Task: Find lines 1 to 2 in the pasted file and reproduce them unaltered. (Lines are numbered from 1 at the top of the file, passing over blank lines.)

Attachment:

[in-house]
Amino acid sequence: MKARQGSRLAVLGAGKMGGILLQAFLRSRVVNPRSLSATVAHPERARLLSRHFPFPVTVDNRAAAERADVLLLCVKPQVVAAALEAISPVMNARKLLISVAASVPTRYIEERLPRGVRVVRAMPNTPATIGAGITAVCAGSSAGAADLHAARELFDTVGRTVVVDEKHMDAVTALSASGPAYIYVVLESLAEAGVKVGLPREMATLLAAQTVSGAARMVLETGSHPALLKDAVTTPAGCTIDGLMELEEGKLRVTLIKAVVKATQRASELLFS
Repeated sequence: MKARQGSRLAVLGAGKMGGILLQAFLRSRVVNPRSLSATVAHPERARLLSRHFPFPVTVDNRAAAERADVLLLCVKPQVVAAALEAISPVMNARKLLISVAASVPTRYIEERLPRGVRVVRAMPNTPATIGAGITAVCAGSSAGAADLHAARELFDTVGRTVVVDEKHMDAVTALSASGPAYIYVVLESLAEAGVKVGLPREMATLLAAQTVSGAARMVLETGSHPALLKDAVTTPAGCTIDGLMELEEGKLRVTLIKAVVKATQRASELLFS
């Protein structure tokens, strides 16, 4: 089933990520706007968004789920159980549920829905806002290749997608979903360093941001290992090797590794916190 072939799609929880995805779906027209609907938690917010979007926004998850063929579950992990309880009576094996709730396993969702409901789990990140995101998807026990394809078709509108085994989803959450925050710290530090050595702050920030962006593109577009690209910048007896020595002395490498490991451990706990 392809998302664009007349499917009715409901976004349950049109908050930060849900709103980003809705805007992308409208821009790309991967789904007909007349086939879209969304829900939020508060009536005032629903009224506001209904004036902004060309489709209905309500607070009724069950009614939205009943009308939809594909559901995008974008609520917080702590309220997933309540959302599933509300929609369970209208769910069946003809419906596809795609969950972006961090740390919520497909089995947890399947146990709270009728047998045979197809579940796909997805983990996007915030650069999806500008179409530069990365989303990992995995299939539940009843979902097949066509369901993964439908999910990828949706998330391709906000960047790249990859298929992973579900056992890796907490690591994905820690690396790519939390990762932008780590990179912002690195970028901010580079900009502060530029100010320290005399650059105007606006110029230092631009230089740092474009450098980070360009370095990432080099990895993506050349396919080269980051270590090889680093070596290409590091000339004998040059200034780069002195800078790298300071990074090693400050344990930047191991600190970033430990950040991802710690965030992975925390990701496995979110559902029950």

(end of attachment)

[in-house]
Amino acid sequence: MKARQGSRLAVLGAGKMGGILLQAFLRSRVVNPRSLSATVAHPERARLLSRHFPFPVTVDNRAAAERADVLLLCVKPQVVAAALEAISPVMNARKLLISVAASVPTRYIEERLPRGVRVVRAMPNTPATIGAGITAVCAGSSAGAADLHAARELFDTVGRTVVVDEKHMDAVTALSASGPAYIYVVLESLAEAGVKVGLPREMATLLAAQTVSGAARMVLETGSHPALLKDAVTTPAGCTIDGLMELEEGKLRVTLIKAVVKATQRASELLFS